The sisters, born as Alyson and Amanda Michalka, got their start on the Disney Channel, releasing their first two records with infamous Disney label Hollywood Records as the sisters took on starring roles in Disney shows and movies like the rags-to-riches flick Cowbells. But as they transitioned out of Disney, it seemed that the girls disappeared from the music scene in a flash, choosing instead to focus on individual acting roles in everything from theatrical blockbusters like The Lovely Bones and current TV show iZombie.

And that decision was intentional. Every time the girls tried to write music again, they explain, the spark was simply not there. They became insecure about their past work and doubted if they could ever find chemistry as musicians again, making them go through bouts of depression and writers block. It took years of not having control in their acting career, and delving into new artists, in order to get that drive back, sparking a new wave of creativity.

“Honestly now was the time to come back because we became inspired again, it's really as simple as that,” Aly explains. “It was really a matter of having that want to make music again and to have that creative control that we don't necessarily get from the projects that we work on as actresses. We were craving that… at the end of the day, we were able to sit down, look at each other and say, ‘Let's give this one last shot, and let's do it for real this time, and not half-ass it.’”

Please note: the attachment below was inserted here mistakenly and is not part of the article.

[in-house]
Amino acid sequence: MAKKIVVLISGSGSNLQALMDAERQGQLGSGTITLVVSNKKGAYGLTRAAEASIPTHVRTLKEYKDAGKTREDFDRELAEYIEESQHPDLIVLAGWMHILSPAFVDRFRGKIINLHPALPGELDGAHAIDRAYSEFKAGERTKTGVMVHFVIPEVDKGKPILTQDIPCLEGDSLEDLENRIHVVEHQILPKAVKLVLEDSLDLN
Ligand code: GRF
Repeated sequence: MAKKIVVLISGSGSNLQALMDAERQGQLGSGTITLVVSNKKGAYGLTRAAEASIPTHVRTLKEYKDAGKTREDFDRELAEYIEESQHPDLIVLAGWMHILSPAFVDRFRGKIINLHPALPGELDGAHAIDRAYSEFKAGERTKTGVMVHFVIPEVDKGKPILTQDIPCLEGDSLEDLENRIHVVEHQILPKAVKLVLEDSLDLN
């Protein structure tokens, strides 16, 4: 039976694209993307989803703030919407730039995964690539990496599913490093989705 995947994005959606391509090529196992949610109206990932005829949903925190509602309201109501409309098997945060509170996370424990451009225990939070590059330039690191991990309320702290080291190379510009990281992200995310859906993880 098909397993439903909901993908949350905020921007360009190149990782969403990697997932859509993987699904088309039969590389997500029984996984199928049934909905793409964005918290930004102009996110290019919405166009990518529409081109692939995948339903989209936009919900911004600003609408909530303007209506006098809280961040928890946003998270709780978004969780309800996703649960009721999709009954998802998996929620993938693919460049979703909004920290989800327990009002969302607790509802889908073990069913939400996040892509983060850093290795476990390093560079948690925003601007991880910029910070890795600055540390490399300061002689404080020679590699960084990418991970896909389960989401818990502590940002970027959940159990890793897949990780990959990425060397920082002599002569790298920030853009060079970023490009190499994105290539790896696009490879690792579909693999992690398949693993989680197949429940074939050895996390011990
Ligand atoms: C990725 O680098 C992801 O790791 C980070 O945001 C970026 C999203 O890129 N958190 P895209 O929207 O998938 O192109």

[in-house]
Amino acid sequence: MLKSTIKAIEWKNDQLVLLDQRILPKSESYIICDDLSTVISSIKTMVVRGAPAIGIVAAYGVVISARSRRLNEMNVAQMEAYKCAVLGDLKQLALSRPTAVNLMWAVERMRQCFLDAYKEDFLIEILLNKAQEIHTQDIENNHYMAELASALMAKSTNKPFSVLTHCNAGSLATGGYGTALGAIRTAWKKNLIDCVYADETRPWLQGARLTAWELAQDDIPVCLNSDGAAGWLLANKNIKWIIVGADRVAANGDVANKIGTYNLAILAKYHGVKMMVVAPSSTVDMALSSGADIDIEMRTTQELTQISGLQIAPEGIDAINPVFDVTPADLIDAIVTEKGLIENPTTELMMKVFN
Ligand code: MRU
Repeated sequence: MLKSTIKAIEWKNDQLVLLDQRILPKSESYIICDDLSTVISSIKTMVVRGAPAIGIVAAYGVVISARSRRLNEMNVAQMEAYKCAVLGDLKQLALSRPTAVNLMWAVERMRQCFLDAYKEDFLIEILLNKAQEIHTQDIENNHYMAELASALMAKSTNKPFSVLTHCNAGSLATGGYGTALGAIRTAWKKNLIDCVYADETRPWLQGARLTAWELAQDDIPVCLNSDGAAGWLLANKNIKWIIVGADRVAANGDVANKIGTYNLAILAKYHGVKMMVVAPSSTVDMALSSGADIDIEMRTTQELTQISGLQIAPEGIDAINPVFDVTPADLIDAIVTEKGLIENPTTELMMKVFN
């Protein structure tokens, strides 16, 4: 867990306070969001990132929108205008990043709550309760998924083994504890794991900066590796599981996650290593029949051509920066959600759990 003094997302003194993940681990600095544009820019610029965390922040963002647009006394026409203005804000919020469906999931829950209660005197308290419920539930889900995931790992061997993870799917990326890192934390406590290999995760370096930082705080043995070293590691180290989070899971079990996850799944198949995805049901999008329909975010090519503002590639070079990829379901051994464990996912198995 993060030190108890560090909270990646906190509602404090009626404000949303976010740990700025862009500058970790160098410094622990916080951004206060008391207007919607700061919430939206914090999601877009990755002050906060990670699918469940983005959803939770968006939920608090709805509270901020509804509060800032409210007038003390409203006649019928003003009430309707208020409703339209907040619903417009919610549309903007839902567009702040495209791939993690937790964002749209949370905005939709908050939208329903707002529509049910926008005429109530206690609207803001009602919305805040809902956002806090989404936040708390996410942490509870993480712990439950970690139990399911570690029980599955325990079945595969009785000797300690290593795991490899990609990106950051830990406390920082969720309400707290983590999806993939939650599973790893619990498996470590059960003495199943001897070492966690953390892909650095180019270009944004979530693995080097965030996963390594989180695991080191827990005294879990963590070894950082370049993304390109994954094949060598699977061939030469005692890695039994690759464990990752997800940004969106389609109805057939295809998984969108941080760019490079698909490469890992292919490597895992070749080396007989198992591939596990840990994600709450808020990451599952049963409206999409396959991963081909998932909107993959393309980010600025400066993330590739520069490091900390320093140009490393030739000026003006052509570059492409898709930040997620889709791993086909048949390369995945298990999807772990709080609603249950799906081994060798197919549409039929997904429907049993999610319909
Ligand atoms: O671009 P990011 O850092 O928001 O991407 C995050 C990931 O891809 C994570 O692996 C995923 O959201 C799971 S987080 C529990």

During this period of indecision, the sisters decided to try to reinvent themselves and release music under the moniker 78violet, forging a more bohemian-pop sound. They ended up only releasing one single, the sultry and melancholic slow-burner “Hothouse,” before realizing that what they had created simply wasn’t authentic to who they were, putting them in a creative slump once again. “I think we learned to not be ashamed of our past and to embrace it, and know that everyone goes through change and everybody has a moment when they're trying to find who they are as artists, especially when you start at a really young age,” Aly remarked about the experiment. “I think going back to Aly & AJ was just another step in the progression to where we are now. It was just a reminder, like let's not fix this if it's not completely broken, and I think AJ and I realized that at the end of the day, there was really nothing to be ashamed of. That is who we are, we are Aly, we are AJ, those are our names and there's nothing to change about that.”

Once they finally embraced their past, they were able to flourish when they started to create music again, and in their minds, it was key to why this comeback is being received better than ever. “I think Aly and I, in a weird way, were on this cusp with Disney where we did really well and we gained quite a springboard for just getting music out there. I think our music does what it does because of the fanbase that Disney provided for us, but I also feel like we didn't blow up in a big enough way where it really affected us transitioning out,” AJ remarks.